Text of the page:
Michel Serres and UNESCO

My Google Alert inbox this morning let me know that Michel Serres has contributed to a UNESCO book titled "Making Peace with the Earth" (Berghahn Books/UNESCO Publishing). I wasn't familiar with the series but apparently it is the third volume in the UNESCO 21st Century Talks which is edited by Jérôme Bindé. The article from a Turkish source states that Paul Crutzen, Nicolas Hulot, Javier Pérez de Cuellar, Michel Serres, Mostafa Tolba, Asit K. Biswas and Edward O. Wilson are among the contributors. A quick spin around the UNESCO site didn't turn anything up on the book. I'll check back later.


Steven Connor - paper on Serres and the Middle

A provoking meditation on the very common Serresian theme of the middle, as a passing between things. 
"There are two kinds of middle, static and dynamic. There is the abstract middle, or centre, that part of a structure which is equidistant from all bounding edges. Then there is the more dynamic kind of middling or mediation, which consists in a movement towards the middle, which never comes to reside there. The line which runs down the centre of an opening in a book divides it into two, but does not belong to the space of the page, since there is no part of the page that does not belong to the recto or the verso. The dynamism of the middle arises when the middle of the page is folded into the middle of one of the spaces it divides off, which then creates two more halves, and another middle into which the centre may be drawn. This kind of middling is always on the hop, an unbalanced attempt to re-topple itself into balance."

Weissman on the Birth of Physics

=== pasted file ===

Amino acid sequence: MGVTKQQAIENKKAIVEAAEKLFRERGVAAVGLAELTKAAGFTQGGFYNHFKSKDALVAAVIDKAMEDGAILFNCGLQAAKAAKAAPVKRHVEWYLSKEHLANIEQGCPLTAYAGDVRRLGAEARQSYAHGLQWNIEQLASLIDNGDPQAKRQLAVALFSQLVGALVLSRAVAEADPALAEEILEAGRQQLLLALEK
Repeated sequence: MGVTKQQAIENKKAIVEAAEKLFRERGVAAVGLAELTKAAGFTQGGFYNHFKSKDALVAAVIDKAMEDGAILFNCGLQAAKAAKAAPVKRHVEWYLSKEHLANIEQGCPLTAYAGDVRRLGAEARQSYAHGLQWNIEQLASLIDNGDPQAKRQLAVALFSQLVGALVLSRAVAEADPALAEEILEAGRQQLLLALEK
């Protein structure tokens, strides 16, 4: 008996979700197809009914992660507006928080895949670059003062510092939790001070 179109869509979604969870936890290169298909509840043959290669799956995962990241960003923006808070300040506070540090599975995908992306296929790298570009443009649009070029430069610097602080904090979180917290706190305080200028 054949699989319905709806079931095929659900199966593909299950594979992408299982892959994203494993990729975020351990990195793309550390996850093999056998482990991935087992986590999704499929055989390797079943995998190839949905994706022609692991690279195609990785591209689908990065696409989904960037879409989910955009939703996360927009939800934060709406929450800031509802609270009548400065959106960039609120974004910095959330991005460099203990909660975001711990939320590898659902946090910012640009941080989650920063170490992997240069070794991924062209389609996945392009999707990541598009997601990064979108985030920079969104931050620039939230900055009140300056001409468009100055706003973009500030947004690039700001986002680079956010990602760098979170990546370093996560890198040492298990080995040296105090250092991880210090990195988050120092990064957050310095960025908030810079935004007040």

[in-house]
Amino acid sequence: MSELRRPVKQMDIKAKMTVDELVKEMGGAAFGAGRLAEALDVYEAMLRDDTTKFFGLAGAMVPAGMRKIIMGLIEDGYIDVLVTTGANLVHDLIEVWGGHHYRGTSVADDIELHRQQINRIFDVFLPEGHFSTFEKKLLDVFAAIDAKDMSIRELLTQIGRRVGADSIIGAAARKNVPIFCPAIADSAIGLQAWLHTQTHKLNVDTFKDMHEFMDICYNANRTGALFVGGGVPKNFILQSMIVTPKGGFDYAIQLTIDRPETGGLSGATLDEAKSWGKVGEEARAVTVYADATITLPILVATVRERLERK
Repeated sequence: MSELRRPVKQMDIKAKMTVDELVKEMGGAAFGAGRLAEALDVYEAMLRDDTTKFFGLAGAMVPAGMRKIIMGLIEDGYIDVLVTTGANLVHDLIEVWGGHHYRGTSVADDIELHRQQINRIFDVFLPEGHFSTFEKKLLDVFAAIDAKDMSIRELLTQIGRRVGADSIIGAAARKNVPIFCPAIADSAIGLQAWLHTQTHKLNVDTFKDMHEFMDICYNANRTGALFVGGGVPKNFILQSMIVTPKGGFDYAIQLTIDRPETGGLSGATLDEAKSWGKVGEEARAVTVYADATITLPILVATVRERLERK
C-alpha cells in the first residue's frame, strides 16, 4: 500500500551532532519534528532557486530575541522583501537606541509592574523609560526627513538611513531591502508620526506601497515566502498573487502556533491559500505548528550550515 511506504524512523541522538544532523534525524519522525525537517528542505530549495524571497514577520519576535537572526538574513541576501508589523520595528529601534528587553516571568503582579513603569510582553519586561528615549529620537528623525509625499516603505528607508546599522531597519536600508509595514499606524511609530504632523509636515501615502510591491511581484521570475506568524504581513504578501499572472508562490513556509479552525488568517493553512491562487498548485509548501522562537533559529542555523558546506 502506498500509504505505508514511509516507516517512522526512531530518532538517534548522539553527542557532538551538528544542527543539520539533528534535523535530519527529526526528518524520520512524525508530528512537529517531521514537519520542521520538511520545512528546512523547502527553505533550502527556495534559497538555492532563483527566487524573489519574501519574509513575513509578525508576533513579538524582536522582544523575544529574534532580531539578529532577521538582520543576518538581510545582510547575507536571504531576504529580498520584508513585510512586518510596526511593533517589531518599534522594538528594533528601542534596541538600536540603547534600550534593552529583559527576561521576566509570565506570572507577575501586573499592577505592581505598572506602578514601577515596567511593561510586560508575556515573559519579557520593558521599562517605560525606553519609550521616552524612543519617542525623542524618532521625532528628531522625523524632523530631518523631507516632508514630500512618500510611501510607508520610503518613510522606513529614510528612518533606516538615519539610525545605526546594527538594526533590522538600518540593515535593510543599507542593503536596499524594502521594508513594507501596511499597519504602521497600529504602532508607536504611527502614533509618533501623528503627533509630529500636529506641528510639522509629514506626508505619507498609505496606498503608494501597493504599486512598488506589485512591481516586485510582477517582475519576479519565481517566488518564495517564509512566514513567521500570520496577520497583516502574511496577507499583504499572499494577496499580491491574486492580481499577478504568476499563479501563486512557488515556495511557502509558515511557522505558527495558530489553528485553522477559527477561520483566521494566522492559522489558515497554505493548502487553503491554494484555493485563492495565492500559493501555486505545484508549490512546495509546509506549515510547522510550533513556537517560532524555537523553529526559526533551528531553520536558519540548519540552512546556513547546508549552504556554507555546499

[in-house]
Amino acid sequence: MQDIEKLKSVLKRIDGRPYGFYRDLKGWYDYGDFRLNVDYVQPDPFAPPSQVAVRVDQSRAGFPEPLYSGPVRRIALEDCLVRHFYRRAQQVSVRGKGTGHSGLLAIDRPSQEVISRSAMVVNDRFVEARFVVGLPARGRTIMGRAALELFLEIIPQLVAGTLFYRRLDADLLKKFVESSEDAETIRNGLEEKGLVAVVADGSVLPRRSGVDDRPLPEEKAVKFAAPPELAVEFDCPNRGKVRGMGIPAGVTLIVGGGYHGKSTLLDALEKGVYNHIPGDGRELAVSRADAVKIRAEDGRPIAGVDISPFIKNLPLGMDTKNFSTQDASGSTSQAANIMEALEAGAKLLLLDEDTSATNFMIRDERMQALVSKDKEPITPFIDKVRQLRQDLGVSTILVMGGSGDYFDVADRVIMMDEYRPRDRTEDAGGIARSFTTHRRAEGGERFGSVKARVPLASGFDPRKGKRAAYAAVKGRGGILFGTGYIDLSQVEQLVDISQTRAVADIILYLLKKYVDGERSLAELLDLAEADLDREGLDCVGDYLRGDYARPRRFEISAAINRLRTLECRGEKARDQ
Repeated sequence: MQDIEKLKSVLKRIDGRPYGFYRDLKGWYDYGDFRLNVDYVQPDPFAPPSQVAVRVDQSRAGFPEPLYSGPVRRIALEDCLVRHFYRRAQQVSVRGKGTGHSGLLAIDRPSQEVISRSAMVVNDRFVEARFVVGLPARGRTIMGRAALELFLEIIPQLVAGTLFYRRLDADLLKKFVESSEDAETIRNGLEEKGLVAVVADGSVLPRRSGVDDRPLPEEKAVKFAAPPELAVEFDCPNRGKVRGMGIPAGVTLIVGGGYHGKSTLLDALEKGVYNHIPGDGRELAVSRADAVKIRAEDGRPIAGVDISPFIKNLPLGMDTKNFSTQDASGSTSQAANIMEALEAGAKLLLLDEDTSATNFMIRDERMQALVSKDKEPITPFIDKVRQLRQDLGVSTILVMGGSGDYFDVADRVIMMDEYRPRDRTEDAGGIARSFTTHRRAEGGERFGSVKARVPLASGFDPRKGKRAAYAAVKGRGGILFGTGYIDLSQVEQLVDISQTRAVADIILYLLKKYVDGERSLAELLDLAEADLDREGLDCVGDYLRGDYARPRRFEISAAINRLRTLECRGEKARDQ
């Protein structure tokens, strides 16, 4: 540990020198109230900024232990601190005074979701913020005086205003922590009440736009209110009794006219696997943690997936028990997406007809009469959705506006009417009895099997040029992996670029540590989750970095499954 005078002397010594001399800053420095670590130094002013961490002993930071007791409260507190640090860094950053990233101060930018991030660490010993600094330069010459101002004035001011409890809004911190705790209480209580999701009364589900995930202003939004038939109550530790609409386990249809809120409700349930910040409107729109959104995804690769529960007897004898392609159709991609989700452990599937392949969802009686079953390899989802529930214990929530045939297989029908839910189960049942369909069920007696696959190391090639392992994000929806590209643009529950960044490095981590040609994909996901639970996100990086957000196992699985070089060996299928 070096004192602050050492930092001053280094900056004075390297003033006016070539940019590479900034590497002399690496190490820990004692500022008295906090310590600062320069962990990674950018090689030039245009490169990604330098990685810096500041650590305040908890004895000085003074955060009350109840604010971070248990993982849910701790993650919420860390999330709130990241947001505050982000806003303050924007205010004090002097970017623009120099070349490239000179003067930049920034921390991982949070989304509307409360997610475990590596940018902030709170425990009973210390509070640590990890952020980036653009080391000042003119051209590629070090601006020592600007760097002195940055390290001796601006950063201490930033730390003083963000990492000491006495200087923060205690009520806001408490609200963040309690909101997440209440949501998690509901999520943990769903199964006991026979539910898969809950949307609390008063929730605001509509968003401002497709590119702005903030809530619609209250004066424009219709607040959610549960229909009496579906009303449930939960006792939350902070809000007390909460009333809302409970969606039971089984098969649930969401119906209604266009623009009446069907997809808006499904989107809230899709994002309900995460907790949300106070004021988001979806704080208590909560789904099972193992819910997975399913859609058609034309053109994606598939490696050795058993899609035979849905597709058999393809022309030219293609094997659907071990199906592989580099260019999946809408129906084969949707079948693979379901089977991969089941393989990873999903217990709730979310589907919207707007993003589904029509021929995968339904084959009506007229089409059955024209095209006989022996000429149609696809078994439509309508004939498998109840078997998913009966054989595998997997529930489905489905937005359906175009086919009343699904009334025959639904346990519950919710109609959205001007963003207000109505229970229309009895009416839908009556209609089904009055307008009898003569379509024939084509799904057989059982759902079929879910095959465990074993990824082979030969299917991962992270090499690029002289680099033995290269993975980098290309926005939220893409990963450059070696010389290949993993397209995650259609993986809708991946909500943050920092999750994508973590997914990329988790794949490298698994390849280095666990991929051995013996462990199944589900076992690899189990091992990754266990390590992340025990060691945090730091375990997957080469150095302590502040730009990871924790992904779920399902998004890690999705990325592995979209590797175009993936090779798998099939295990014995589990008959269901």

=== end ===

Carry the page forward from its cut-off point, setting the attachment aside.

The title link will bring you to Joseph Weissman's article that explores some key ideas relating to Michel Serres, mathematics and physics.

Declination in a Laminar Flow

Serres begins the first section of The Birth of Physics by showing how the clinamen (atomic swerve) has been represented as a weakness of atomic theory, as a prescientific absurdity. Why has it been able to appear this way? First, because declination is a physical absurdity (since experimentation cannot reveal its existence); second, it is a mechanical absurdity (since it is contrary to the principle of inertia and would result in perpetual motion); and finally, it is a logical absurdity (since it is introduced without justification, as being the cause of itself before being the cause of all things.) Serres writes: “The thing is so absurd and so far from our experience that the physicalist minimizes it, as if to hide it.”


Legendas da Ciência - Emergir - Parte 5 de 5

Michel Serres dancing

Catherine Bernstein interviews Michel Serres on the Seine

Michel Serres - Fnac Boulogne (1/3)

Michel Serres - Fnac Boulogne (2/3)

Michel Serres - Fnac Boulogne (3/3)

Raoul Mortley - Interview of Michel Serres

ABSTRACT (click for PDF of interview)
Michel Serres was born in France in 1930, and is Professor in History of Science at the Sorbonne (Paris 1). He began his adult life by training for the navy, and a love for the sea and its metaphors is always evident in his work. Originally from the south of France, Michel Serres is keenly interested in rugby. His philosophical work began with the study of Leibniz, but following this he embarked on his own self-expression, which led him to the five-volume Hermes series of books. Some of Leibniz' themes persist throughout his work, particularly those concerned with combination, communication and invention. His method is based on an encyclopaedic approach, and this holism is evident in his writing: all kinds of data are held to contribute to philosophy, and the philosopher must not cut himself off from any form of investigation. His most recent work bridges the gap between philosophy and literature, and it has a wide readership.

Michel Serres on Sport